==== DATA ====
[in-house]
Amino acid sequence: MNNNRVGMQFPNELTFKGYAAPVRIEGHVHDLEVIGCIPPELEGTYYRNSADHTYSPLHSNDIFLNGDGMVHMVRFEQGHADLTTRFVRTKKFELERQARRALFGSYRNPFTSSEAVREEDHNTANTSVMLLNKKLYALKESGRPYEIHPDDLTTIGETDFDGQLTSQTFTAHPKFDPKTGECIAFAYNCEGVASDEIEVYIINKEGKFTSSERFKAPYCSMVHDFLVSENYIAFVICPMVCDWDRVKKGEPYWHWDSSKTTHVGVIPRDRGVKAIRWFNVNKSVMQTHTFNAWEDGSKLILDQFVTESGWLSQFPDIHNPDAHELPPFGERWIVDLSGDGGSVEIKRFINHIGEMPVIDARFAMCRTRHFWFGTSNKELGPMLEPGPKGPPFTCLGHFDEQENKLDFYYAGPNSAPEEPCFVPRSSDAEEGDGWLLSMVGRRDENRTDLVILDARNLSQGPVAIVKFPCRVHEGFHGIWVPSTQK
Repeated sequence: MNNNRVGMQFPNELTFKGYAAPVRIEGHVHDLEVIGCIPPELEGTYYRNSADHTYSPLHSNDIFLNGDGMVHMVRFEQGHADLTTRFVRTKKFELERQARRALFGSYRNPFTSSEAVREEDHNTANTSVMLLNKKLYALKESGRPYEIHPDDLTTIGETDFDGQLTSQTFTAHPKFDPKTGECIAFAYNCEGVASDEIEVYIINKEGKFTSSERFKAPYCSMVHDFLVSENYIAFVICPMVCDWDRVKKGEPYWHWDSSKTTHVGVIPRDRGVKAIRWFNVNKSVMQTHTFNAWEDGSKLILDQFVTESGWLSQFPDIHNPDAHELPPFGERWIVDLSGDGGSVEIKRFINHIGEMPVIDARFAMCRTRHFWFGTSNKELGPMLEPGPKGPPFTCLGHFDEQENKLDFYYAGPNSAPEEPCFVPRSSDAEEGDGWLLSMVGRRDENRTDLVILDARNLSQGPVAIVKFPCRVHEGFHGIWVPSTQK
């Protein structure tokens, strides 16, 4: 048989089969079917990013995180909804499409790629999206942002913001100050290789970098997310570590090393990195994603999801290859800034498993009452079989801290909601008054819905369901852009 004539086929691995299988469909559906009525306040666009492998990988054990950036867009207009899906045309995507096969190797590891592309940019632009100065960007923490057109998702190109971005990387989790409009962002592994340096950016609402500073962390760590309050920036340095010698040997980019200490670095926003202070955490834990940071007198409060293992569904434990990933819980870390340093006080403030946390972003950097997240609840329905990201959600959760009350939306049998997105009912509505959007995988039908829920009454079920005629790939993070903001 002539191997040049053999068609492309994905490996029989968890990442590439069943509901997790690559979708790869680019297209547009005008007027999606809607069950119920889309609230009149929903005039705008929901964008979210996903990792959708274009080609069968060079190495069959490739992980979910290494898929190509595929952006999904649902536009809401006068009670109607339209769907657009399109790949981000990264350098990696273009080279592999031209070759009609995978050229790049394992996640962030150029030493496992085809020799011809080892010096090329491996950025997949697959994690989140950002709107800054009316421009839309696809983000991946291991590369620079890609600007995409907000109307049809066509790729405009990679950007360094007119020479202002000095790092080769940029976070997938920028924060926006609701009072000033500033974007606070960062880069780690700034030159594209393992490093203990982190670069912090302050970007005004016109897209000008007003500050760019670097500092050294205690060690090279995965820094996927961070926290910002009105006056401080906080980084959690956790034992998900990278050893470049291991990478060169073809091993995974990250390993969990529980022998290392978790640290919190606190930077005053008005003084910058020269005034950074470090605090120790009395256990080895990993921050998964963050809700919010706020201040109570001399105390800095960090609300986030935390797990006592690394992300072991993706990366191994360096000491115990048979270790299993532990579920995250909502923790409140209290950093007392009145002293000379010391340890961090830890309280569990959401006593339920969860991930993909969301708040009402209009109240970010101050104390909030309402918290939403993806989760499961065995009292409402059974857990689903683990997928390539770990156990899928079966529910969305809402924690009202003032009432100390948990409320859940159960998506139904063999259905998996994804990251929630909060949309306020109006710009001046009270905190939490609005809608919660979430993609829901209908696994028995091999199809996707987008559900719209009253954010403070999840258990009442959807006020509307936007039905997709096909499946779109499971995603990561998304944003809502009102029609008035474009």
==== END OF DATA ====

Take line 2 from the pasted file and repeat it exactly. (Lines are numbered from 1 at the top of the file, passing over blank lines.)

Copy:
Amino acid sequence: MNNNRVGMQFPNELTFKGYAAPVRIEGHVHDLEVIGCIPPELEGTYYRNSADHTYSPLHSNDIFLNGDGMVHMVRFEQGHADLTTRFVRTKKFELERQARRALFGSYRNPFTSSEAVREEDHNTANTSVMLLNKKLYALKESGRPYEIHPDDLTTIGETDFDGQLTSQTFTAHPKFDPKTGECIAFAYNCEGVASDEIEVYIINKEGKFTSSERFKAPYCSMVHDFLVSENYIAFVICPMVCDWDRVKKGEPYWHWDSSKTTHVGVIPRDRGVKAIRWFNVNKSVMQTHTFNAWEDGSKLILDQFVTESGWLSQFPDIHNPDAHELPPFGERWIVDLSGDGGSVEIKRFINHIGEMPVIDARFAMCRTRHFWFGTSNKELGPMLEPGPKGPPFTCLGHFDEQENKLDFYYAGPNSAPEEPCFVPRSSDAEEGDGWLLSMVGRRDENRTDLVILDARNLSQGPVAIVKFPCRVHEGFHGIWVPSTQK